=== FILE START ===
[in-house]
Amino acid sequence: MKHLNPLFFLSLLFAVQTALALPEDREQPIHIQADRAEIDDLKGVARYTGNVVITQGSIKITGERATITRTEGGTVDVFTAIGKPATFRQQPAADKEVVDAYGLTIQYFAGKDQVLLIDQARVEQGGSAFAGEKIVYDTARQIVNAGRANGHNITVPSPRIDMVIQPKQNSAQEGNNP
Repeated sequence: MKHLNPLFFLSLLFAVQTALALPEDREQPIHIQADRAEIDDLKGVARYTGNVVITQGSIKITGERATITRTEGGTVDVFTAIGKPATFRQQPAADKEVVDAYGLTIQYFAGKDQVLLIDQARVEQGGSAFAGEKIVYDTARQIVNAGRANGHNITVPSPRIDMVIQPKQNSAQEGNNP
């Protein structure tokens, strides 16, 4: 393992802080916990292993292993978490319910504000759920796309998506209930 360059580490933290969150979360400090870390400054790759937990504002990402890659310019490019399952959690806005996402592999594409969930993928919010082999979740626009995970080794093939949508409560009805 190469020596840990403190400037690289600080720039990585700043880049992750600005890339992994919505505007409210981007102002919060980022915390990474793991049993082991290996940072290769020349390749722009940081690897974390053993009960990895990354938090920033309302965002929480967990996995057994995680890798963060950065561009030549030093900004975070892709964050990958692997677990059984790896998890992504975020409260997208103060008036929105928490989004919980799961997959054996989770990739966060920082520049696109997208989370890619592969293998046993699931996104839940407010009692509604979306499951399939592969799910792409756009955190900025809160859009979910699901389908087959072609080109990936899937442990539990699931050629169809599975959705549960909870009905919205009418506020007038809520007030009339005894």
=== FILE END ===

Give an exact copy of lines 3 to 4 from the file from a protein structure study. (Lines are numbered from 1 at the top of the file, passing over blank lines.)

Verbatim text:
Repeated sequence: MKHLNPLFFLSLLFAVQTALALPEDREQPIHIQADRAEIDDLKGVARYTGNVVITQGSIKITGERATITRTEGGTVDVFTAIGKPATFRQQPAADKEVVDAYGLTIQYFAGKDQVLLIDQARVEQGGSAFAGEKIVYDTARQIVNAGRANGHNITVPSPRIDMVIQPKQNSAQEGNNP
């Protein structure tokens, strides 16, 4: 393992802080916990292993292993978490319910504000759920796309998506209930 360059580490933290969150979360400090870390400054790759937990504002990402890659310019490019399952959690806005996402592999594409969930993928919010082999979740626009995970080794093939949508409560009805 190469020596840990403190400037690289600080720039990585700043880049992750600005890339992994919505505007409210981007102002919060980022915390990474793991049993082991290996940072290769020349390749722009940081690897974390053993009960990895990354938090920033309302965002929480967990996995057994995680890798963060950065561009030549030093900004975070892709964050990958692997677990059984790896998890992504975020409260997208103060008036929105928490989004919980799961997959054996989770990739966060920082520049696109997208989370890619592969293998046993699931996104839940407010009692509604979306499951399939592969799910792409756009955190900025809160859009979910699901389908087959072609080109990936899937442990539990699931050629169809599975959705549960909870009905919205009418506020007038809520007030009339005894």